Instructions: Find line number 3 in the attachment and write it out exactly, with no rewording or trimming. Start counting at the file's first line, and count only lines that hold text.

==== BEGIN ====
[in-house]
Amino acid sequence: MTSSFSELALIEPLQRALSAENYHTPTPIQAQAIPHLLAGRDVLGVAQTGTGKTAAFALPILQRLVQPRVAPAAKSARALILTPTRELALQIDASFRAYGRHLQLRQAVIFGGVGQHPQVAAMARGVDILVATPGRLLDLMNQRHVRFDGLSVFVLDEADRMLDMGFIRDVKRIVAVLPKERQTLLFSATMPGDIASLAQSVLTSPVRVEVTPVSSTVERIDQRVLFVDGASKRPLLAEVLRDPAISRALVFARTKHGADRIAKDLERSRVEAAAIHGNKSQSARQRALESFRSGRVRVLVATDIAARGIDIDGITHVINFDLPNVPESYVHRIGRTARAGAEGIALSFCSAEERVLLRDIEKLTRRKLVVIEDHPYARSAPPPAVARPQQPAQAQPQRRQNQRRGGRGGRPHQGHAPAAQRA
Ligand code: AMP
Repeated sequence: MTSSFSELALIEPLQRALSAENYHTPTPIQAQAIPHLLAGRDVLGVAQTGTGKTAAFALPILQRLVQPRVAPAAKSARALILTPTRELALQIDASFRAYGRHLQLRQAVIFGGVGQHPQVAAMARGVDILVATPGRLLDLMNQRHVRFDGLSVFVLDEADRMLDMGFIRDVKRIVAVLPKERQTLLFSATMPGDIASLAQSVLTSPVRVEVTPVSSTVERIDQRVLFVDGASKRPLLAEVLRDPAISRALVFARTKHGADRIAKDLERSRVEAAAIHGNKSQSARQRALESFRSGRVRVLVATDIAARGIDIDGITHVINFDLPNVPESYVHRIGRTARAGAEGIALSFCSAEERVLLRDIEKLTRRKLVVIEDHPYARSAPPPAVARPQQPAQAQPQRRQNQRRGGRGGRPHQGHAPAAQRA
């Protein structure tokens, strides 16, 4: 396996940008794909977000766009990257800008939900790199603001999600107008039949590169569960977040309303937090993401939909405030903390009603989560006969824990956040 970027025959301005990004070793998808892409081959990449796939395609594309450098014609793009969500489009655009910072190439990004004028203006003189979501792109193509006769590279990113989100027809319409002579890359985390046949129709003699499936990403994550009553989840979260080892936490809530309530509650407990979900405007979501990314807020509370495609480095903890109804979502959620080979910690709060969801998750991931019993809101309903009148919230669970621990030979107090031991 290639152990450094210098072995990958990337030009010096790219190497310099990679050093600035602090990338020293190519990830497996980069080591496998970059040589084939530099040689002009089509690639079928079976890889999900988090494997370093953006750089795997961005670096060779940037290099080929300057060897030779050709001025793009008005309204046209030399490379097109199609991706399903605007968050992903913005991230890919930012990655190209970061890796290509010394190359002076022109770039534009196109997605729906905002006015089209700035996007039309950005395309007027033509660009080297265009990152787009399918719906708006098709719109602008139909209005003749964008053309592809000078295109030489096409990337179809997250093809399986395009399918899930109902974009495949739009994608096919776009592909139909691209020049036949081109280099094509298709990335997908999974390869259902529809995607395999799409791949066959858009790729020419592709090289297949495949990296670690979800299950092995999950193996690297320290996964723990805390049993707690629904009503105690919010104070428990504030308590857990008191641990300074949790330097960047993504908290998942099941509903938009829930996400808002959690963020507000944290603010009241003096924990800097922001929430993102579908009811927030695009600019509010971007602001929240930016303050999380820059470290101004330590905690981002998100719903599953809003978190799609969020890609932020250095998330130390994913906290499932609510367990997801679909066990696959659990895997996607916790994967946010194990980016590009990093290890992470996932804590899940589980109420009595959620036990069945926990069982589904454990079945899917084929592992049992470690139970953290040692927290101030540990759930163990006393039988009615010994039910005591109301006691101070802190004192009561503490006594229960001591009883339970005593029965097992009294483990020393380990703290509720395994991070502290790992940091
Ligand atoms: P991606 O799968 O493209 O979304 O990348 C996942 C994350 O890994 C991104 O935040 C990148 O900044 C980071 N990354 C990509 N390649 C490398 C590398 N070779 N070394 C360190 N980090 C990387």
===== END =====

Ligand code: AMP